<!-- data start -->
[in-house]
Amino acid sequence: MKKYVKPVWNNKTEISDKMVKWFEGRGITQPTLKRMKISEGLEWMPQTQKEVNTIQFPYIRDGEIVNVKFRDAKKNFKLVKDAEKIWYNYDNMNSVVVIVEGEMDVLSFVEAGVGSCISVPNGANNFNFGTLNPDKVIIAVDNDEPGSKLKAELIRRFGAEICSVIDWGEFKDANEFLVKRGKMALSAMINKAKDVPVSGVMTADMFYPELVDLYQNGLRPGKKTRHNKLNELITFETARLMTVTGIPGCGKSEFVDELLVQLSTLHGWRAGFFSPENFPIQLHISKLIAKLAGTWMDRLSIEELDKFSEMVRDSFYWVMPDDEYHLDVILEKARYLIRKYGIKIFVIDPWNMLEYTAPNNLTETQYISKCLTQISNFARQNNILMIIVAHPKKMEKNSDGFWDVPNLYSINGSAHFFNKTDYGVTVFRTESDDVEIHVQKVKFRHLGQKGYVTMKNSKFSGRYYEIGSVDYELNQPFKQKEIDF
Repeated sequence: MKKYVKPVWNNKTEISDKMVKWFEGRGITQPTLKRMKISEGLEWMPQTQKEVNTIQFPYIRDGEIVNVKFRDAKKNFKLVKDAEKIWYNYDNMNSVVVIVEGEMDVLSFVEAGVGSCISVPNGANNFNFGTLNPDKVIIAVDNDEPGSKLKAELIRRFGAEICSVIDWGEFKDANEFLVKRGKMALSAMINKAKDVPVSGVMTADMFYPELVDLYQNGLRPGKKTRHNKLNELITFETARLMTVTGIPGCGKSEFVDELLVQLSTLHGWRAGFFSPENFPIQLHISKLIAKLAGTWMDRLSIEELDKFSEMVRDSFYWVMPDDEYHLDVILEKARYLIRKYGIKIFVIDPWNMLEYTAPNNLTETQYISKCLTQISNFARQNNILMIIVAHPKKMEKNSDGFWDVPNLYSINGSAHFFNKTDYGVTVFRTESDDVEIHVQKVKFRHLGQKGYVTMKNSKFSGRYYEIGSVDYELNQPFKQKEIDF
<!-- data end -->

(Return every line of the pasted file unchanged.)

[in-house]
Amino acid sequence: MKKYVKPVWNNKTEISDKMVKWFEGRGITQPTLKRMKISEGLEWMPQTQKEVNTIQFPYIRDGEIVNVKFRDAKKNFKLVKDAEKIWYNYDNMNSVVVIVEGEMDVLSFVEAGVGSCISVPNGANNFNFGTLNPDKVIIAVDNDEPGSKLKAELIRRFGAEICSVIDWGEFKDANEFLVKRGKMALSAMINKAKDVPVSGVMTADMFYPELVDLYQNGLRPGKKTRHNKLNELITFETARLMTVTGIPGCGKSEFVDELLVQLSTLHGWRAGFFSPENFPIQLHISKLIAKLAGTWMDRLSIEELDKFSEMVRDSFYWVMPDDEYHLDVILEKARYLIRKYGIKIFVIDPWNMLEYTAPNNLTETQYISKCLTQISNFARQNNILMIIVAHPKKMEKNSDGFWDVPNLYSINGSAHFFNKTDYGVTVFRTESDDVEIHVQKVKFRHLGQKGYVTMKNSKFSGRYYEIGSVDYELNQPFKQKEIDF
Repeated sequence: MKKYVKPVWNNKTEISDKMVKWFEGRGITQPTLKRMKISEGLEWMPQTQKEVNTIQFPYIRDGEIVNVKFRDAKKNFKLVKDAEKIWYNYDNMNSVVVIVEGEMDVLSFVEAGVGSCISVPNGANNFNFGTLNPDKVIIAVDNDEPGSKLKAELIRRFGAEICSVIDWGEFKDANEFLVKRGKMALSAMINKAKDVPVSGVMTADMFYPELVDLYQNGLRPGKKTRHNKLNELITFETARLMTVTGIPGCGKSEFVDELLVQLSTLHGWRAGFFSPENFPIQLHISKLIAKLAGTWMDRLSIEELDKFSEMVRDSFYWVMPDDEYHLDVILEKARYLIRKYGIKIFVIDPWNMLEYTAPNNLTETQYISKCLTQISNFARQNNILMIIVAHPKKMEKNSDGFWDVPNLYSINGSAHFFNKTDYGVTVFRTESDDVEIHVQKVKFRHLGQKGYVTMKNSKFSGRYYEIGSVDYELNQPFKQKEIDF